Once more we have concluded that there is no one winner and no silver bullet. My advice would be to use a variety, if not all, of the above methods to communicate with your target audiences. The important thing is to create an overarching strategy which governs your marketing and lead generation system thus making it focused and tailored to your business.

This means that you have a specific process in which your funnel works, which involves several activities happening at the same time. Such a system will ensure that you are seen in front of the right audience at a volume and frequency that allows you to develop a substantial pipeline based on your new business conversion rate.

If it sounds interesting, check out  our system here or give me a call to discuss your requirements.

 

 

The truth about making a choice and why would you want to skin a cat anyway?

Many animal lovers hate the saying ‘there are many ways to skin a cat’ but if you actually check its origin you might be even more disturbed. According to Edward Brumley, Buddhist, Vegan and Atheist, ‘The phrase is just a more recent rendition of an older proverb that was expressed in many different ways, in which various animals were killed in diverse and sundry creative fashions. The earliest known version was recorded in 1678 in the second edition of John Ray’s collection of English proverbs, in which he gives it as “There are more ways to kill a dog than hanging… ‘

Let’s move on swiftly but stick with the idea that there is more than one way to achieve your goal. This notion is worth keeping in mind when it comes to your marketing even if it often looks like you have to choose. Well, let me break it to you gently, you don’t have to. To make things clearer, here are the main two choices you have when you consider your marketing strategy:

  • Outbound marketing: This term is used to describe pre-meditated activities you undertake to approach your target markets directly. These activities include tactics such as e-mail marketing, advertising and telemarketing.
  • Inbound Marketing: This term is used to describe the tools you create to help people approach your business when they are interested in your product and service. These tools include your website, referral marketing, content marketing and so on.

In addition, most marketing methods could be divided into the following categories:

  • Offline marketing which can be seen as old school by some, includes methods such as direct mail, leafleting, telemarketing and telesales
  • Online marketing which some will describe as all the rage, includes methods such as e-mail marketing, SEO, Social Media and ad words

Many companies feel they have to choose between the different options. This is sometimes the case due to budget limitations or the marketing company they work with. In my opinion, the choice needs to be down to the various target markets you are after. Here are a few examples to clarify what I mean:

  1. If your target market is stay at home mums who like to shop locally, you may choose to place targeted adverts in Facebook and use local groups. In this case, you will be utilising an inbound digital marketing campaign
  2. If you are targeting Estate Agents in Cardiff, you may choose a direct mail campaign which is followed up by telemarketing. In which case, you will be utilising outbound offline marketing campaign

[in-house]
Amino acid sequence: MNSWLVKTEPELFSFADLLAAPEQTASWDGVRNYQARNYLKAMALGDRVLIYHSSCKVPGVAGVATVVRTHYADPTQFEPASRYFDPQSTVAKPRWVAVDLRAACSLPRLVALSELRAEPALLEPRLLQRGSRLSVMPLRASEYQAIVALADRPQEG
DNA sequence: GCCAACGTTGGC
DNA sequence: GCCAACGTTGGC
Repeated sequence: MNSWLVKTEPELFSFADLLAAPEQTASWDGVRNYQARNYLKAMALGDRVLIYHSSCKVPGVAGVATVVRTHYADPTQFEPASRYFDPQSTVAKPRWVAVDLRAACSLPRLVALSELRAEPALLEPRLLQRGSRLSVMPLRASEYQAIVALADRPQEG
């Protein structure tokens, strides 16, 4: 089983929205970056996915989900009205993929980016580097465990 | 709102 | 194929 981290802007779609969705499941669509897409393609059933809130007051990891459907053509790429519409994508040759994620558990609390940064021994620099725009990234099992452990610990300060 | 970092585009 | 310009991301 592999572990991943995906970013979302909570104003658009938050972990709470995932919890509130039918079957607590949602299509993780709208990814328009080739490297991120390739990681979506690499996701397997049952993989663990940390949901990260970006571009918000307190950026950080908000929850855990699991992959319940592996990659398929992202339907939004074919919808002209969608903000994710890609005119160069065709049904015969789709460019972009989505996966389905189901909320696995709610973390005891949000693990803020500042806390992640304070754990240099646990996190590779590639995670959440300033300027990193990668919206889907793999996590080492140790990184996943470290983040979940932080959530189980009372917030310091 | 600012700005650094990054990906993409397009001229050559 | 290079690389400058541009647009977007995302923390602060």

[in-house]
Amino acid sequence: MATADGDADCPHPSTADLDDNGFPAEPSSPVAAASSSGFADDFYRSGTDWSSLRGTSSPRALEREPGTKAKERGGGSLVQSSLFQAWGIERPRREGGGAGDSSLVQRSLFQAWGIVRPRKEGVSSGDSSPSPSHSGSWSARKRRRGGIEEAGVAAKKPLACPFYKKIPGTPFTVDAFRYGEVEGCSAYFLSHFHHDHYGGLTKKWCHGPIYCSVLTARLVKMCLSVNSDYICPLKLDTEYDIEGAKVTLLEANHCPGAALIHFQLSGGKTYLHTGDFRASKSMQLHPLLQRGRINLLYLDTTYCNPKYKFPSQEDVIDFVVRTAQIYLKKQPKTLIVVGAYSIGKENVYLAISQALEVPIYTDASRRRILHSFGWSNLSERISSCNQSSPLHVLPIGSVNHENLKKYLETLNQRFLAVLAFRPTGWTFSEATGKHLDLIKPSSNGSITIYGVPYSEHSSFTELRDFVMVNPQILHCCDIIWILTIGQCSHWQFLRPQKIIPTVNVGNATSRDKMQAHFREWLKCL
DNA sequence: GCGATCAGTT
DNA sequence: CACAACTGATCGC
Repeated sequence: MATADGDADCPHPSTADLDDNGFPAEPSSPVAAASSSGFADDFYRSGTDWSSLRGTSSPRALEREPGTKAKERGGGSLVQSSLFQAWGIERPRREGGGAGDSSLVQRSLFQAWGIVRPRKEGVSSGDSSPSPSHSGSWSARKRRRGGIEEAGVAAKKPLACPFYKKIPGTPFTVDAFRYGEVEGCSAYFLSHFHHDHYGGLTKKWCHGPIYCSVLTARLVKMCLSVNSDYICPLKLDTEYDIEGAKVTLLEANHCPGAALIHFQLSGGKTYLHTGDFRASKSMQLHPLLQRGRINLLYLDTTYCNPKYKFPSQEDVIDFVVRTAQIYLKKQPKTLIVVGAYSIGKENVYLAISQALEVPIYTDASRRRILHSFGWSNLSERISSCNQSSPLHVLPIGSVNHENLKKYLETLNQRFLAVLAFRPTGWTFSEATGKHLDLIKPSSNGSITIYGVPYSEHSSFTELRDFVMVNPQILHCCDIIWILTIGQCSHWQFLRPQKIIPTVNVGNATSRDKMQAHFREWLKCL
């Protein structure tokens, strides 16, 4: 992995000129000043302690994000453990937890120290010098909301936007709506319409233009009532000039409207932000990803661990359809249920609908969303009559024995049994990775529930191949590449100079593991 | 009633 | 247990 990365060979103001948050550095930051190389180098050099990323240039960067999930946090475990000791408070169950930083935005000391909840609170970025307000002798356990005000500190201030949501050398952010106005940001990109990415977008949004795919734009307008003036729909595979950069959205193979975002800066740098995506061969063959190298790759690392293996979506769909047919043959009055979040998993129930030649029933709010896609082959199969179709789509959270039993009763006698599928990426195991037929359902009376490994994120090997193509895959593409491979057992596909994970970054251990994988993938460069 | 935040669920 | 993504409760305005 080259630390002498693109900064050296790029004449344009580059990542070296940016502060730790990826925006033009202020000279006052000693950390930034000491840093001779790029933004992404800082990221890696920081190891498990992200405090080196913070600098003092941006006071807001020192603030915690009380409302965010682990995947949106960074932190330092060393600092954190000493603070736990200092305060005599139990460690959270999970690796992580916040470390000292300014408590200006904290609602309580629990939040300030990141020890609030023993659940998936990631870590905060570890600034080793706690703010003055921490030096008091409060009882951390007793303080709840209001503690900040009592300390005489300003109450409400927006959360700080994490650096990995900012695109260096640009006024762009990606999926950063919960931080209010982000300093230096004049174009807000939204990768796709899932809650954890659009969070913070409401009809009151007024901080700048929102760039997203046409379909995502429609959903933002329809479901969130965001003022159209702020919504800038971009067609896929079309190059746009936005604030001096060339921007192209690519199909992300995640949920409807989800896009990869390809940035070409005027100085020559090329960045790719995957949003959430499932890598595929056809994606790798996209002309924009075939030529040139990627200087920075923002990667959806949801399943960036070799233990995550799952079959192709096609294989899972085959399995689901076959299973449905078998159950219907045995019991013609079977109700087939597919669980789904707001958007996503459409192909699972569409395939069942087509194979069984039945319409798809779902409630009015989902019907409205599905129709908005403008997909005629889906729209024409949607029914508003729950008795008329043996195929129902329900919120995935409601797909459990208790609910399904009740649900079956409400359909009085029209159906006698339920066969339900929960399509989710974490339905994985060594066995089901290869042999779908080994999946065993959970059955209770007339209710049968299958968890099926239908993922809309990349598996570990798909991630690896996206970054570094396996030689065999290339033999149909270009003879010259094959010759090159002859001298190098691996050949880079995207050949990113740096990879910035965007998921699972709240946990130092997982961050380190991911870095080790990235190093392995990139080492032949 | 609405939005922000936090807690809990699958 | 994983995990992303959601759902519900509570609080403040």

Now, I am always for being as specific as you can when it comes to your target market. If you can narrow it down to people who only come out when it rains on a Sunday, that is great. However, our reality is made up of a very wide choice in nearly every walk of life, which means that even if you are specific, you still need to consider more than one approach to reach more people. By this, I mean that you need to adopt marketing campaigns that reach out to your contacts using a number of platforms. If you can e-mail, connect on LinkedIn and telephone them all in one campaign, you increase your chances of getting through to more people. Of course, you can choose to place some strategic Blogs alongside Ad Words and landing pages instead.  The point is that the choice is yours and should be based solely on your growth targets and marketing strategy.

As always, I am happy to discuss your specific questions further. In the meantime, you might find it useful to check out how our lead generation system works.

B2B E-mail marketing the right way, what and how?

If this image resonates with you, you may well be one of those people who cannot wait for GDPR to take hold, hoping that their inbox will considerably shrink as a result.  Well, I am sure it will, particularly from a private e-mail perspective but not so much when it comes to your business e-mails.

Why is that I hear you cry? In my latest Blog I talked about the future of B2B e-mail marketing and you can read all about the differentiation made by the regulations between corporate and private data. If you are past that stage and have decided to carry on using e-mail marketing with corporate date on a legitimate interest basis, you will need to consider a number of things.

Using legitimate interest as your legal basis to send marketing e-mails is not a licence to carry on spamming.  On the contrary, it puts you on the spot and gives you an extra responsibility to make sure you are compliant and respectful of people’s data and inboxes.  What does this mean? you might ask, well here are some examples: